The Way of the Word

28. October 2010

The Gatherers – Chapter 39

Ghenni concentrated on Bolwyn. The crystal showed her the wizard on the volcano’s far side. He zipped back and forth, as if to make sure nobody was around. Satisfied with his findings, Bolwyn levitated farther up. He too called forth eldritch energies, shaping them into something he found useful for his plan against Wakano’s rage. In Bolwyn’s case, the energy took the shape of a plow. With a few simple gestures, the plow cut into the volcano’s side, gouging deep until Wakano’s fire flowed out of the wound Bolwyn cut into the mountainside. Bolwyn gestured again. His clothes were wet with sweat, moreso than they should be even if the sweat came only from the lava’s heat. His face reddened with effort, his face twisted with concentration. The plow cut deeper, deeper still, deepening the gouge, lengthening it. The deeper and farther the gouge went, the more lava spilled into it. The more lava flowed from the gouge, the less Terek had to deal with on his side. Instead, it flowed to the side of the island where no people were in danger, where all it could do was form strange shapes until it flowed into the sea.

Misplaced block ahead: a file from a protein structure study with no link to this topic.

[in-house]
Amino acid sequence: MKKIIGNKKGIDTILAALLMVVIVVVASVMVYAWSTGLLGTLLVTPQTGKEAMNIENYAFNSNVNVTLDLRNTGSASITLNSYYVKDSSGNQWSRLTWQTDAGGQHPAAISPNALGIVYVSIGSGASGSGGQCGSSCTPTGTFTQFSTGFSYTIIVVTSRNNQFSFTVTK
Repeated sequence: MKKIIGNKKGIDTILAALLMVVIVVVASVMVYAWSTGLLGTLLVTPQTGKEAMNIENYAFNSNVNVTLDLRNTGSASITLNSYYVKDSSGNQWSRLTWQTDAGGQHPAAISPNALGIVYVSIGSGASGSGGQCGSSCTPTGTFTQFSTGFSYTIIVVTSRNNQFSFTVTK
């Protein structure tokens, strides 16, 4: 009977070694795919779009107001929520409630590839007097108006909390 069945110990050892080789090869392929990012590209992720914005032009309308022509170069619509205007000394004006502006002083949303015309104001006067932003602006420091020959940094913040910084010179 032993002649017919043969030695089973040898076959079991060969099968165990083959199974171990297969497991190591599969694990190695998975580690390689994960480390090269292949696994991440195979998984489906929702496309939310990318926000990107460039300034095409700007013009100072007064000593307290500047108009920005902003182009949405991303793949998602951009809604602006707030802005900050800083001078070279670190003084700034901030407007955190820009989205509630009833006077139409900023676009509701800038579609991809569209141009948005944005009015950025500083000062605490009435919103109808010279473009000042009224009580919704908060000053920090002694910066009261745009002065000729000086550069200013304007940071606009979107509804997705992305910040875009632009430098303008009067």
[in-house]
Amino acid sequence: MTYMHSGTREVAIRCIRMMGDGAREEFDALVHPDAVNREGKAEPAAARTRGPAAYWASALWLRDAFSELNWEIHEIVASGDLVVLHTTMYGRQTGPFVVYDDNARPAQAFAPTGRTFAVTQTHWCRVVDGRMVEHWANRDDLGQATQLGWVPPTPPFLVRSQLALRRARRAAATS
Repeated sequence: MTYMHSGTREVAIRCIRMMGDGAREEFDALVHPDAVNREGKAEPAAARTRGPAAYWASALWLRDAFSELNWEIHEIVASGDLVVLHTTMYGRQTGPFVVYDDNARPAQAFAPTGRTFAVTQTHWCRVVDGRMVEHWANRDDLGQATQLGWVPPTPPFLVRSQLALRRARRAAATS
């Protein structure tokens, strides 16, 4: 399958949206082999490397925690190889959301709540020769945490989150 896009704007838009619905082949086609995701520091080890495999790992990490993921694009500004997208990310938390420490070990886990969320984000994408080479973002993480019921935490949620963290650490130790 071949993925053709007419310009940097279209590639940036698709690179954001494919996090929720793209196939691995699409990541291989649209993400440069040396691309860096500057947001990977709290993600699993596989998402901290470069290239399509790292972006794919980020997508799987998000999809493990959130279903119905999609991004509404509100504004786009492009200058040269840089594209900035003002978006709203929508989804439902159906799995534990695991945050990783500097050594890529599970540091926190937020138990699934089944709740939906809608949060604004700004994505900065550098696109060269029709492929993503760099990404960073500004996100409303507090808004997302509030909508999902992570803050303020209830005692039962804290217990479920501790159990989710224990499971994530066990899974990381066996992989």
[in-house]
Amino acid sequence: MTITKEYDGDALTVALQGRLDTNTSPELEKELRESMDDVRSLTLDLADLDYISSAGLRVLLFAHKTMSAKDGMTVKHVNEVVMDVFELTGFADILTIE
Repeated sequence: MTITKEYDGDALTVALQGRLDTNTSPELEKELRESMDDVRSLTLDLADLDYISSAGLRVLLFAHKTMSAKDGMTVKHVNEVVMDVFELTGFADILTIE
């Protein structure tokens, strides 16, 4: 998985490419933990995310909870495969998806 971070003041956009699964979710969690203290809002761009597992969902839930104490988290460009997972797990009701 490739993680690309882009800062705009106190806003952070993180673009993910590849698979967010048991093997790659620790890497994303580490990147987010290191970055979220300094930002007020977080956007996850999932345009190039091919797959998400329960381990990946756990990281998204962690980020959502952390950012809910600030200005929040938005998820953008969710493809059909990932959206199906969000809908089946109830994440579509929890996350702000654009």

Which, Ghenni now noticed, seemed more shallow than she had ever seen it before. Had Wakano’s fire evaporated so much water? She couldn’t imagine. No so much that one could notice. There was too much water in the sea for that. Wasn’t there?

So that’s what Habbassin’s up to.

Ghenni saw the djinn hover over the sea, his arms spread wide, concentrating on something on the horizon.

Ghenni let the crystal follow the djinn’s gaze until she discovered where all the water had gone.

It had gone into the giant tsunami that rapidly approached the island.

Ghenni looked up from the crystal. She tried to rise, but the ground shook too hard for a steady stand, so she decided against it. She looked past the mountain, at the horizon. Yes, there it was. Habbassin had really caused a tsunami. It grew rapidly, or seemed to as it neared the island and filled her view. It was eerily silent, not nearly as noisy as Ghenni would have expected. Then again, perhaps the tsunami’s noise was simply drowned out by the volcano’s.

“He must’ve lost his mind,” Ghenni muttered. Wasn’t one doom at a time enough?